It's incredibly rare for astronomers to witness something happen in real time deep in space -- but it happened.
Scientists were amazed after witnessing a distant quasar actually run out of gas.
In a study unveiled at the American Astronomical Society’s meeting in Florida recently, astronomers with the Sloan Digital Sky Survey (SDSS) found that there had been huge changes in quasar J1011+5442, according to a Phys.org report.
It’s an amazing thing to witness: things take so long to happen in space, usually millions if not billions of years, that we rarely witness anything actually happening in real time. But the SDSS allowed scientists to watch a quasar change in an incredibly short period of time.
Quasars refer to an incredibly bright beam of light caused by the ejection of energy from a massive black hole. This black hole in particular was 50 million times more massive than our sun — a number that is impossible for the human mind to even comprehend, especially considering the fact we can’t comprehend just how much bigger our sun is than Earth.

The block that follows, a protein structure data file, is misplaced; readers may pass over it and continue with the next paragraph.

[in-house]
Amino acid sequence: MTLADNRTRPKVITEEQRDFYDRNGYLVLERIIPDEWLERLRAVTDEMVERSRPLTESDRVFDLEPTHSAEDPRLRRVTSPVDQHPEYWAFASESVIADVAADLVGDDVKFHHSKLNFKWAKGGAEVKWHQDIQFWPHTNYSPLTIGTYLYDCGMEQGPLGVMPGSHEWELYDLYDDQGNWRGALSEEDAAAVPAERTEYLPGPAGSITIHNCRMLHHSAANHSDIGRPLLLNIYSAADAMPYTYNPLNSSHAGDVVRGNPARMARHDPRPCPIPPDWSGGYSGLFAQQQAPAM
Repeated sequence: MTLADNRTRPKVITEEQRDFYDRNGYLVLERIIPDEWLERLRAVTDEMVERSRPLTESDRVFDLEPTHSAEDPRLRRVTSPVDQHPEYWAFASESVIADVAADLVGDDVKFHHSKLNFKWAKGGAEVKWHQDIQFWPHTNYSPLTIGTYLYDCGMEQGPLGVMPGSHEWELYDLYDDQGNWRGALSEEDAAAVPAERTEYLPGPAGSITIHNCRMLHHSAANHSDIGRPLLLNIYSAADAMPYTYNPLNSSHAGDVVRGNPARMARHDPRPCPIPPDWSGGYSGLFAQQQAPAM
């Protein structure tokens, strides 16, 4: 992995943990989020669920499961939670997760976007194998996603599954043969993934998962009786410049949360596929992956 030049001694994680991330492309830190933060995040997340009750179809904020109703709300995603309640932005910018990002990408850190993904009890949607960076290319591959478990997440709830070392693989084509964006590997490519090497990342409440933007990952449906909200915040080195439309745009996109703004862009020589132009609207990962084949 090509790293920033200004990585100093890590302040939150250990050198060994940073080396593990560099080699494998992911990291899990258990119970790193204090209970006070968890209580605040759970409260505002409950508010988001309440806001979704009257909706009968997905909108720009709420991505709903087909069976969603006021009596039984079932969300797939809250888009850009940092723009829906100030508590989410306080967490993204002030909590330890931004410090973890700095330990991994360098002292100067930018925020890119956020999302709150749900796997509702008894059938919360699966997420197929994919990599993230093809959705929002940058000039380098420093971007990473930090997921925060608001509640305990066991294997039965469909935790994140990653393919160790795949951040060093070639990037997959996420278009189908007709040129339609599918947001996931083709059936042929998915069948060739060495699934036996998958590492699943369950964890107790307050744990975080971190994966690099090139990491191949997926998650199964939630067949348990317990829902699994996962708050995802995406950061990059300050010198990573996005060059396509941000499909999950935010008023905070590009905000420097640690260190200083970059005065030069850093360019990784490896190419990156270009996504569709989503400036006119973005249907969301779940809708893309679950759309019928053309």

J1011+5442 was first observed all the way back in 2003. They were able to measure the quasar’s spectrum and therefore understand the gas that was being gobbled up by the black hole. Then, in early 2015, the SDSS measured another spectrum and found a huge decrease in the last 12 years. One scientist on the research team called it “stunning and unprecedented,” according to the report. The hydrogen-alpha emission had dropped by 50 percent in such a short period of time.
Scott Anderson, an astronomy professor at the University of Washington and the principal investigator, said in a statement: “”We are used to thinking of the sky as unchanging. The SDSS gives us a great opportunity to see that change as it happens.”